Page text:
Namibia: the ideal family safari destination

Wondering if you can travel to Namibia with your family, including your kids? The answer is a definite yes! In fact, you can expect a very exciting African adventure that your kids will never forget.

Let’s tell you why: 

Travel safely:  You can really feel at ease when travelling through Namibia with your family; one of the safest countries in Africa.  The country has a very low crime rate, with isolated incidents of common crime, like pickpocketing, that can be avoided by being sensible and alert when you travel.

You can also look forward to safe travels in terms of the quality of roads. You will find a lot of gravel roads, but even these are well maintained and in a good condition.  Keeping to the speed limit, looking out for animals in wildlife areas, and not driving at night is advised when travelling through Namibia.  

Best time to visit: The best time to visit is between July and August, which ideally falls over the summer school holiday for most countries.

More good news is that Namibia has no malaria in the tourist areas and you don’t have to take any malaria medication, no matter which time of the year you plan your itinerary.  The only area that has a higher risk for malaria is in the Caprivi strip in the far north.  

Medical care:  When you are travelling with kids, one of your first concerns is that you have access to reliable and quality medical care.  Namibia is a developed country where you will find excellent hospitals and doctors. However, depending on your itinerary you might travel long distances between destinations and it is advisable to have a good medical kit with you in case of a medical emergency.

Accommodation:  You can look forward to quality accommodation options. Whether you are looking to stay at a lodge, reserve, or even go camping, you can expect a high standard of hospitality all over Namibia. Remember to book child-friendly accommodation or ask for a family room where available.

Language: Namibia speaks English, making it accessible even for smaller children.

Attractions:   The attractions and ‘things to do’ in Namibia are endless and you will have to plan your trip to the T, to make sure you get to experience most of what Namibia has to offer. 

Just to name a few, you can add to your list, spending time on the sand dunes, visiting heritage and cultural destinations, going on safari in Etosha, going for a hike, riding on a fatbike in the desert, attempting a sand board, exploring the living desert, taking a trip to the Cape Cross Seal Reserve, experience the Skeleton Coast and of course, visits to the beautiful coastal towns like Swakopmund or Walvis Bay, which offer an array of activities on their own.  Add the experience of the abundance of wildlife and birds and your travel destination ticks all the boxes of an adventure destination for the whole family.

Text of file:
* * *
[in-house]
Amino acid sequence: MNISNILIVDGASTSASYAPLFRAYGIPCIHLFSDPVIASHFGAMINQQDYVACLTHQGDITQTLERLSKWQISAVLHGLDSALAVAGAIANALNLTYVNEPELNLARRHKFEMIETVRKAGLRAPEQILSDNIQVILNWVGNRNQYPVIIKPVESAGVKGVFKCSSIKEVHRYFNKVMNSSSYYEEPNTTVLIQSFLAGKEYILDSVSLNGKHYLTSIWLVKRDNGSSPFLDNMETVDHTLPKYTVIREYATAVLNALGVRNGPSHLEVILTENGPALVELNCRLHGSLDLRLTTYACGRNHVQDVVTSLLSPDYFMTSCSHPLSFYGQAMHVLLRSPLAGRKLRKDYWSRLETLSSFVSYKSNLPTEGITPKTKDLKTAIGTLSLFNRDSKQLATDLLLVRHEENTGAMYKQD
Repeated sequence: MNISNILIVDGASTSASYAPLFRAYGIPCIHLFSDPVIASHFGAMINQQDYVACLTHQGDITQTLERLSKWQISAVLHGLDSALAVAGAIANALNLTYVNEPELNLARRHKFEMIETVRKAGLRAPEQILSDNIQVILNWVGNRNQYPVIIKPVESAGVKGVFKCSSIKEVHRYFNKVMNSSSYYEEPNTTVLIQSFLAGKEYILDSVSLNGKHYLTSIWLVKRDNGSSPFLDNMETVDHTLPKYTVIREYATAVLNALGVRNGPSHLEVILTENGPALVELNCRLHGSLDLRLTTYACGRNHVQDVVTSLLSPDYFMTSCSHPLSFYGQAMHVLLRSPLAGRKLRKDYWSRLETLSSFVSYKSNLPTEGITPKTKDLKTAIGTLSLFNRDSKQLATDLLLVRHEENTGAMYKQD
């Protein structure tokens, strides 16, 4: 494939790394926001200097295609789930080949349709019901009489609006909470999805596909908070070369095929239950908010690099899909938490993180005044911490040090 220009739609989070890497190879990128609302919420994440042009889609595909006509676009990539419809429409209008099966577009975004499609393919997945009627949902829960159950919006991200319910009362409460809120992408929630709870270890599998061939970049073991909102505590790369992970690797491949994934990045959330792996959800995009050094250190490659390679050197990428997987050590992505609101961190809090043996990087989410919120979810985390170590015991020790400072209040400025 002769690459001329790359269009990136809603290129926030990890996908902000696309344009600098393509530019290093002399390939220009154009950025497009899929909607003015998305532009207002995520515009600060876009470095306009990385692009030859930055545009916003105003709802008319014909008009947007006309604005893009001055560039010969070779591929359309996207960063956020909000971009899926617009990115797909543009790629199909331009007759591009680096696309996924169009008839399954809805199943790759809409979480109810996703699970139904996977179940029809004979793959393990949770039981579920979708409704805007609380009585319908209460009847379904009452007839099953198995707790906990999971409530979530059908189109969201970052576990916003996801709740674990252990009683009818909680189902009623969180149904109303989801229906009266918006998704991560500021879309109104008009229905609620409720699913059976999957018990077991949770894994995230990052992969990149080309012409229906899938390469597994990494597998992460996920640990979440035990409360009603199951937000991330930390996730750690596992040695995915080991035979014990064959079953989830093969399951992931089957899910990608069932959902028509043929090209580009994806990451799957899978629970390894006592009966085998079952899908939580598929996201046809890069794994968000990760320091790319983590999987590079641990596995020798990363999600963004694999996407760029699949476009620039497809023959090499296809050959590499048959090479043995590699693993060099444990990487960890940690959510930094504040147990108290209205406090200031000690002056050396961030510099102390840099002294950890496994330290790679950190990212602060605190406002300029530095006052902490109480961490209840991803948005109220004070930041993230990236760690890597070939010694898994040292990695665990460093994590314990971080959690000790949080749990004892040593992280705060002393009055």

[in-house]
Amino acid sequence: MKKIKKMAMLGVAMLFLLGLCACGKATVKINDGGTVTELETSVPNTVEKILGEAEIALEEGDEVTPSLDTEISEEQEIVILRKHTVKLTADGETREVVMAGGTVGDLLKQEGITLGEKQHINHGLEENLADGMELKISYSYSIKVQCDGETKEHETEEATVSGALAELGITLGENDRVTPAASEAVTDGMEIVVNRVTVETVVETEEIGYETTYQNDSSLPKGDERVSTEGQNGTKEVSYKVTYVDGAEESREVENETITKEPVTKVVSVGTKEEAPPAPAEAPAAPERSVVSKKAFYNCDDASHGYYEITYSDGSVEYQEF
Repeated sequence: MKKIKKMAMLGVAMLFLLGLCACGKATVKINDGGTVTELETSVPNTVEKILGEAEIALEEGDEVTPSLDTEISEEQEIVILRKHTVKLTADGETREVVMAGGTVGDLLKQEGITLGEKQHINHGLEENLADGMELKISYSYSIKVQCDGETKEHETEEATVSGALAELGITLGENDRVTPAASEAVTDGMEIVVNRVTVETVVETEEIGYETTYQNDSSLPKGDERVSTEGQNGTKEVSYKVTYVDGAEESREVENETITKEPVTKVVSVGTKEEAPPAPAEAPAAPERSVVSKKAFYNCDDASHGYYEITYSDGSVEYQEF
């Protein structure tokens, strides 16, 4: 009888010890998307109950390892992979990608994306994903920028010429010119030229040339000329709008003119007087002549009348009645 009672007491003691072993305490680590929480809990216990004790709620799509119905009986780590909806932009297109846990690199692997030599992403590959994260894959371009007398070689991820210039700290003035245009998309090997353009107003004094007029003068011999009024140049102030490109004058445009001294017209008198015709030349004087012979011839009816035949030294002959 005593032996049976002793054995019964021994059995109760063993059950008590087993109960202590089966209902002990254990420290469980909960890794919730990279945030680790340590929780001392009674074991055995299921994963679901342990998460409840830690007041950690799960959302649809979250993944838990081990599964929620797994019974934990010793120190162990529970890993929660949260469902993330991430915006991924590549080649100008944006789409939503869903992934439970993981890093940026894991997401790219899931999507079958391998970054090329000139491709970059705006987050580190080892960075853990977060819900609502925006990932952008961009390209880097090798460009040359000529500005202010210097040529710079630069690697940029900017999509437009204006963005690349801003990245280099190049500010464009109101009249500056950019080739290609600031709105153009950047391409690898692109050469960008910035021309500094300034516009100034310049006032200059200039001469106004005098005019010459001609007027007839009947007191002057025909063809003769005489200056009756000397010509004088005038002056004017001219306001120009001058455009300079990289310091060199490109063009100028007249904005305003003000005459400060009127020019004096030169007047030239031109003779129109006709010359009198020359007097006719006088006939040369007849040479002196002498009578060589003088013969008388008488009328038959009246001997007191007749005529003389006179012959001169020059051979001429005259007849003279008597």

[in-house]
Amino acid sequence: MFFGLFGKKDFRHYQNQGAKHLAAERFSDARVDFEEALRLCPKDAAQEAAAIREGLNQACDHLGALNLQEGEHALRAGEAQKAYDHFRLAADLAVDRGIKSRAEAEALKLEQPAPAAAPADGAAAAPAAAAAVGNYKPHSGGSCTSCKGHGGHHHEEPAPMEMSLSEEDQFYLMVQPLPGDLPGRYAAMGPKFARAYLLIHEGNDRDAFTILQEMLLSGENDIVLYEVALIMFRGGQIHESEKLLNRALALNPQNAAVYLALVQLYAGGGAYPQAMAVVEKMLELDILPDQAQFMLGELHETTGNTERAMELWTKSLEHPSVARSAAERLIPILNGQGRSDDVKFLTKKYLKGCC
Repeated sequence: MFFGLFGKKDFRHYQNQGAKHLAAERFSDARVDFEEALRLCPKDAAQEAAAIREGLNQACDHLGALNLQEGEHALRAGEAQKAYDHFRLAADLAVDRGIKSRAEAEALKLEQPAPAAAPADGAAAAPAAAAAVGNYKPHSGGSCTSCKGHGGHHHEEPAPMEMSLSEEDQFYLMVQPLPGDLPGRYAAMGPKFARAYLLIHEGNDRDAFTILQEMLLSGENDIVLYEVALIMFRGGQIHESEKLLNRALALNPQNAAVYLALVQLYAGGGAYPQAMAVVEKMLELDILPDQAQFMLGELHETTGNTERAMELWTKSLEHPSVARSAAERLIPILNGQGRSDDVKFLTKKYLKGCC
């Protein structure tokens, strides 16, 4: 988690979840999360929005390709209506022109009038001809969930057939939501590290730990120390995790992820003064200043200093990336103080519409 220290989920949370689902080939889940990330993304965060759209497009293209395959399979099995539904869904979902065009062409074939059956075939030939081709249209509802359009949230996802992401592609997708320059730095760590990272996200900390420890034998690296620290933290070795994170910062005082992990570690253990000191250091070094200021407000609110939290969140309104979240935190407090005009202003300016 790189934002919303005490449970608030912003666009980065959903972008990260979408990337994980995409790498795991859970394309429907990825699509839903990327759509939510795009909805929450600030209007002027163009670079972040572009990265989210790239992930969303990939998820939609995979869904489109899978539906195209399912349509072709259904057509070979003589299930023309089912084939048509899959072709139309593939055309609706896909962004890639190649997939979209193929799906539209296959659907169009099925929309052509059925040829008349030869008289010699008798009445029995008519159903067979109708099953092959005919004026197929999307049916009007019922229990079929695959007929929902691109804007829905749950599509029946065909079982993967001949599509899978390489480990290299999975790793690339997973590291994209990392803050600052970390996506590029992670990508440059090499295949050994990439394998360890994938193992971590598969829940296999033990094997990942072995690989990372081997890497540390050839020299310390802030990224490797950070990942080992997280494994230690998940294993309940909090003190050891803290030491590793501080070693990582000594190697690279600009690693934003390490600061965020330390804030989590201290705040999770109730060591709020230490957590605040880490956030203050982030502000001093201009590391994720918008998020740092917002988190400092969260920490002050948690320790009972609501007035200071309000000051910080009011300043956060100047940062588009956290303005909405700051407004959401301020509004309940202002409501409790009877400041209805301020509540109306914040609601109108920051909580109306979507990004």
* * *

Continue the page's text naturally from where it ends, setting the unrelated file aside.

Food:  You will find delicious food anywhere in Namibia and most of the lodges offer European style cuisine.

Most of the towns throughout Namibia have westernized supermarkets or shops selling quality foods, fresh produce and meats.  Traditional German foods and treats, like the legendary apple strudel in Solitaire is a must to try. 

Climate:  Great climate with clear blue skies all year round are a bonus.  Although the evenings can be chilly in winter time, the days are still delightful and warm.

A family safari to Namibia offers you the chance to share the magic of Africa with your kids in a safe, accessible country with top attractions rating as some of the best in Africa.

For enquiries about booking a customized family safari to our home country, talk to our expert team at  We’ll put together a tailor-made safari, making sure you and your family have an unforgettable Namibia experience.

The Gracious Giraffe

It might not be a member of the famed African Big 5, but the Giraffe is certainly one of the top mammals to see on safari in Namibia. The country boasts about 12,000 of these animals, with Etosha National Park being the stronghold of their population within the country.

These long-necked, beautifully patterned ungulates possess a few interesting characteristics that make it worthwhile watching them closely when you see one on safari.

• These gentle giants are the world’s tallest living land animals, with adult males reaching up to 18 feet (5 and a half metres) high!

• Males fight for dominance by swinging and hitting each other with their long necks and heads, sometimes leading to injuries and in some cases even death.

• Although they look slow and graceful, they can reach speeds of up to 35 mph (56 kph) over short distances!

• Giraffes’ tongues can be up to 20 inches (51 centimetres) long and very mobile, helping them to reach all the good leaves in amongst the thorns on their favourite tree, the Acacia.

• The Giraffe’s scientific name, Giraffa camelopardalis, comes from the ancient Greeks’ belief that it looked like a camel wearing a leopard’s coat.

• Despite their characteristic long necks, Giraffes actually have the same number of neck vertebrae as humans – 7.

• Giraffes need less sleep than any other mammal, with only 5 to 30 minutes in a 24-hour period being sufficient.

For even more cool facts and information on these wonderful animals check out:

Desert Adapted Elephants

An astonishing collection of wildlife has adapted to the arid desert and seemingly inhospitable environment in Namibia.

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Although not much different from other savannah Elephants Loxodonta Africana, Namibia’s desert-dwelling Elephants are special nonetheless.  They are of high national and international conservation priority and have been designated as a top priority for protection by the IUCN (International Union for the Conservation of Nature).